The first event in 2014 drew roughly 250 shoppers over four busy hours. Now the event has grown to more than 1,300 ticketed attendees during a full day last year. 

When I first launched the site, in-person events were never a consideration, but they have been essential to the growth of Indie Untangled. I have since run a “pop-up” version of the trunk show in Portland, Oregon, and a live interview with knitting designer Andrea Mowry in Brooklyn.

The crowd at the 2014 Indie Untangled Rhinebeck Trunk Show. 

Photo courtesy of Wil Waldon

I’ve also seen the rise of Instagram as a valuable marketing tool, and while it does provide competition – people use it to learn about all the new indie dyers coming onto the scene – I have learned to use it to my advantage, by increasing my brand awareness and boosting vendors who pay to upgrade their Indie Untangled posts on my own Instagram feed.

I also promote the fact that unlike Instagram, posts on the Indie Untangled marketplace are always shown chronologically and targeted to the Friday newsletter, so customers don’t have to jump around to dozens of different feeds or worry that they’ll miss out on something.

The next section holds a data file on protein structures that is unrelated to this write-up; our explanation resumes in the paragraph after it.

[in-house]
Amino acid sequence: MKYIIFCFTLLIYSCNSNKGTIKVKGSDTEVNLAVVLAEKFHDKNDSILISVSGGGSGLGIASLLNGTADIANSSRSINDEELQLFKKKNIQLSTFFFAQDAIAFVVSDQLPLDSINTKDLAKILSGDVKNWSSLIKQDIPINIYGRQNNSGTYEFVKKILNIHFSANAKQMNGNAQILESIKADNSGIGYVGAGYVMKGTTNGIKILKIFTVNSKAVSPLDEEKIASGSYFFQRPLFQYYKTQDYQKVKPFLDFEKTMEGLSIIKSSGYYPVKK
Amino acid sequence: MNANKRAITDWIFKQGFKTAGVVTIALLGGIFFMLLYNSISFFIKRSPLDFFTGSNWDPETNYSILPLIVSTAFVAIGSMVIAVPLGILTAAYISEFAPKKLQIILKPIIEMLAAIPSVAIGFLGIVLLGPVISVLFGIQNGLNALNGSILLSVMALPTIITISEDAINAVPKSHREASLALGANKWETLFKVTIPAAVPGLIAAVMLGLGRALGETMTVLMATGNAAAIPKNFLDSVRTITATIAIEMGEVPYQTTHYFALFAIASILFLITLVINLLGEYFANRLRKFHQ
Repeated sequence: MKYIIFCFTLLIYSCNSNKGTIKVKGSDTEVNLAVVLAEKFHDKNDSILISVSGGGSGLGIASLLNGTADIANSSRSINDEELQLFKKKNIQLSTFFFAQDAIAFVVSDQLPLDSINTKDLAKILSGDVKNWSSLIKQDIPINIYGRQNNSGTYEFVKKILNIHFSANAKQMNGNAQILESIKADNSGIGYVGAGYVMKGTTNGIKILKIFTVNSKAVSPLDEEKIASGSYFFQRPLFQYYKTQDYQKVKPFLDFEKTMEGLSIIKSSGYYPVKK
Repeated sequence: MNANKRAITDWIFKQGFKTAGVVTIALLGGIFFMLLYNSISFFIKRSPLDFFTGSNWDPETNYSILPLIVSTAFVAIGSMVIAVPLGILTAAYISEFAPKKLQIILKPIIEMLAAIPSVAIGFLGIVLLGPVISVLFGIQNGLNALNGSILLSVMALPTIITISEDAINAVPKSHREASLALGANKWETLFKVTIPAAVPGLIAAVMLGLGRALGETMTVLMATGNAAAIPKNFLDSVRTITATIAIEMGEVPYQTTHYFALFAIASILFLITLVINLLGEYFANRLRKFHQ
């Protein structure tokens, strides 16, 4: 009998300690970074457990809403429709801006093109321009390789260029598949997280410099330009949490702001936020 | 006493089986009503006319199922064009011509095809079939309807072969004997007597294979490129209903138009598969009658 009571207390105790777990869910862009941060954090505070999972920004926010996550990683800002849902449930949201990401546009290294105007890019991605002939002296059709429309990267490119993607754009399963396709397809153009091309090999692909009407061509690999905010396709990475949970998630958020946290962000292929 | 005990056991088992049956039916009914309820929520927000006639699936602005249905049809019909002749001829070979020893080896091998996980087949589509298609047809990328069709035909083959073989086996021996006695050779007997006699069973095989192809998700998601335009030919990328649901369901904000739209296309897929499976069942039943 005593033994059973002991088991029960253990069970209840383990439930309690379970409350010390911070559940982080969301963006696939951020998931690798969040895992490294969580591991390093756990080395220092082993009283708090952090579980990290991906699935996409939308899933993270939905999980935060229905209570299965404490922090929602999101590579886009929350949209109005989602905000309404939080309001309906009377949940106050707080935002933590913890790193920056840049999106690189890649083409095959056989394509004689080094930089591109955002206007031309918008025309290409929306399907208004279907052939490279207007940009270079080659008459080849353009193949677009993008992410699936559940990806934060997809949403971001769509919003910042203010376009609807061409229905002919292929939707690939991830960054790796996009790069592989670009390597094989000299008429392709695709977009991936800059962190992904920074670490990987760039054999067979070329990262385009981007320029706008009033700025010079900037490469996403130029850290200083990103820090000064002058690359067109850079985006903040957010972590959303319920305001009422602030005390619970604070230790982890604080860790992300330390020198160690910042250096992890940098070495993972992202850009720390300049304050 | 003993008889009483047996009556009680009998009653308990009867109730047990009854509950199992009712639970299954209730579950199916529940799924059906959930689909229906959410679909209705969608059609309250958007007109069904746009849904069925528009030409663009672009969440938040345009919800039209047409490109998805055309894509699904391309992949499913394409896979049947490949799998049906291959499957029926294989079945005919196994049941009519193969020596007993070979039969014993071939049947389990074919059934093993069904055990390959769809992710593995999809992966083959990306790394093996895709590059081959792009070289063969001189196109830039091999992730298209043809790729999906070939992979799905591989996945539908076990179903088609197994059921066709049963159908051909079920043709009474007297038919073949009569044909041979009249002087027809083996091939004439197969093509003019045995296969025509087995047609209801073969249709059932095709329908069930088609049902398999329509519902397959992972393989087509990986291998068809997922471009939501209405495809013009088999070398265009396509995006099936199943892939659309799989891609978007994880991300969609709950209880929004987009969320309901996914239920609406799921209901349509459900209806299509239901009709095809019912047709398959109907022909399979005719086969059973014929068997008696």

Of course, as an entrepreneur, I’m constantly learning and seeking out new opportunities as the industry evolves. I expect I will have many new lessons to learn as Indie Untangled continues to grow in the years to come!

5 Lessons Learned from 5 Years of Indie Untangled
Lisa Chamoff

Lisa Chamoff

contributor

Lisa is a freelance journalist in the New York Metro area who specializes in home design, real estate and healthcare. When she’s not writing, or knitting shawls and sweaters, Lisa runs Indie Untangled (www.indieuntangled.com), a marketplace and blog that promotes the work of yarn dyers, pattern designers and crafters of knitting-related accessories.

Pin It on Pinterest

Share This